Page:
The Radiesse Procedure
The Radiesse procedure is performed in the doctor's office. It is most often performed with local anesthesia. Patients may experience minimal discomfort from the needle injection. Depending upon the extent of treatment, the procedure can take up to 15 minutes. Patients return home within minutes after the procedure.
The procedure involves injecting a compound of calcium hydroxyl apatite microspheres that are suspended in a carboxymethylcellulose gel. Calcium and phosphate ions, naturally occurring in our bodies, primarily make up the calcium hydroxyl apatite particles. The gel contains an organic compound of carbon, hydrogen, and oxygen, as well as glycerin and sterile water. Thin connective tissue forms around the microspheres so that the microspheres act as a filler that remains permanently implanted at the site location.
- Step One: The doctor may select one or more injection points for each location to be treated. Antiseptic is also applied.
- Step Two: The doctor will identify the correct amount of Radiesse for the procedure.
- Step Three: The Radiesse filler is then injected beneath the skin, under the dermis and subcutis layer.
Results are fully evident within one week. Radiesse can last two years or more, but touchups may be necessary throughout this time period.
Recovery after Radiesse Treatment
There may be minimal swelling, which usually subsides in 24 to 36 hours. There may also be some discomfort and bruising. The discomfort can be managed with medications. Normal activities can be resumed immediately; however, patients are advised to stay out of the sun.
Complications and Risks of Radiesse
A rare complication might be the appearance of nodules which would require steroid treatment or surgical intervention. Unmanageable pain or any symptoms that are progressive or abnormal should be reported to the doctor immediately. Your doctor can tell you more about possible complications and the remedies associated with each complication.
Alternative and Additional Treatments
There may be alternative treatment options, depending on your condition. Other minimally invasive procedures include collagen injections, Restylane and Fat Fillers. For severe signs of aging, surgical procedures may be more appropriate, such as a facelift. Your doctor may recommend additional treatments in conjunction with Radiesse, such as chemical peel, laser skin resurfacing or microdermabrasion.
Consult a Qualified Doctor
Dermatologists and plastic surgeons may have extensive knowledge and experience with anti-aging treatments. However, some may not have expertise with this specific procedure — the injection, the proper dosage — and some may not offer a medical setting with the highest level of quality care. Finding a doctor with specific Radiesse injection experience is important for safety and for achieving optimal results. Consulting a qualified doctor will also help ensure that you receive the most appropriate treatment for your condition.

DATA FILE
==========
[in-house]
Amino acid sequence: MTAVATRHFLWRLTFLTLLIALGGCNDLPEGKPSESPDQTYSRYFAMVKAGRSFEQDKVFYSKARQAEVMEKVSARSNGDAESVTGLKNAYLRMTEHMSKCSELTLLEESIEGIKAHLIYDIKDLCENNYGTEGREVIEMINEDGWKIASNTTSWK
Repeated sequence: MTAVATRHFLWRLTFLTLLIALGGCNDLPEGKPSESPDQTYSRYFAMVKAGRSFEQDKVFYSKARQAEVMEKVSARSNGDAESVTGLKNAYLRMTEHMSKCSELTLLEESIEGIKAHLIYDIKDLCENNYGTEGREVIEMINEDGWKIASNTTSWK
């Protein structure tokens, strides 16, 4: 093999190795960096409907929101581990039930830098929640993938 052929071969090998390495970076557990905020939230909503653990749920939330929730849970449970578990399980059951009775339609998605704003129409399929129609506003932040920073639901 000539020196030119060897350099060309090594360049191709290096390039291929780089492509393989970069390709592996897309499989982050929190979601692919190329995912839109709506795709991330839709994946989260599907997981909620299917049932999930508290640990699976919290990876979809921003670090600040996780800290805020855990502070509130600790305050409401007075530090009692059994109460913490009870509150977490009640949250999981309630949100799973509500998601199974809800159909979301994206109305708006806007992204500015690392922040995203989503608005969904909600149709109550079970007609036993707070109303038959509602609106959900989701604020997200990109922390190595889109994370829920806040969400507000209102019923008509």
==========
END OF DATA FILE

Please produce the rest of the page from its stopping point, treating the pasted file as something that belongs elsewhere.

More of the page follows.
Here are some tips to consider when consulting a doctor:
- Review the doctor's credentials, education, training, type of certification held, and the number of times that the treatment has been performed by the doctor.
- Ask the doctor how much Radiesse will be required to achieve a satisfactory result for your condition. Patients usually require only one treatment.
- View before-and-after photos of patients with similar conditions who received Radiesse and alternative treatments such as Restylane.
- Inquire about complication risks and possible side effects, including the impact of smoking and medications on your treatment.
- Request a list of pre- and postoperative instructions. Following these instructions can reduce the risk of complications.
The Cost of Radiesse
The extent of the procedure may involve one or several areas of the face, and the appropriate dosage for each area may vary, making it difficult to provide a meaningful cost estimate until you are examined by a doctor.
The cost for Radiesse typically ranges from $650 to $800 per syringe.If the cost of Radiesse is more than you can pay all at once, ask your doctor about payment plans and medical finance options. For financing options and tips, continue reading about Patient Financing.
I pulled this off of yourplasticsurgeryguide.com. I find Radiesse an intriguing option as it is basically the same concept as PMMA except in a temporary sphere form. Your body forms collagen as a result, so I am wondering if after a few treatments if this wouldn't end giving you the same result as PMMA but without the plastic spheres being permanently attached.
More to come in the next few days. I have an email into a local plastic surgeon that uses this stuff and has blogged about using fillers for sexual enhancement.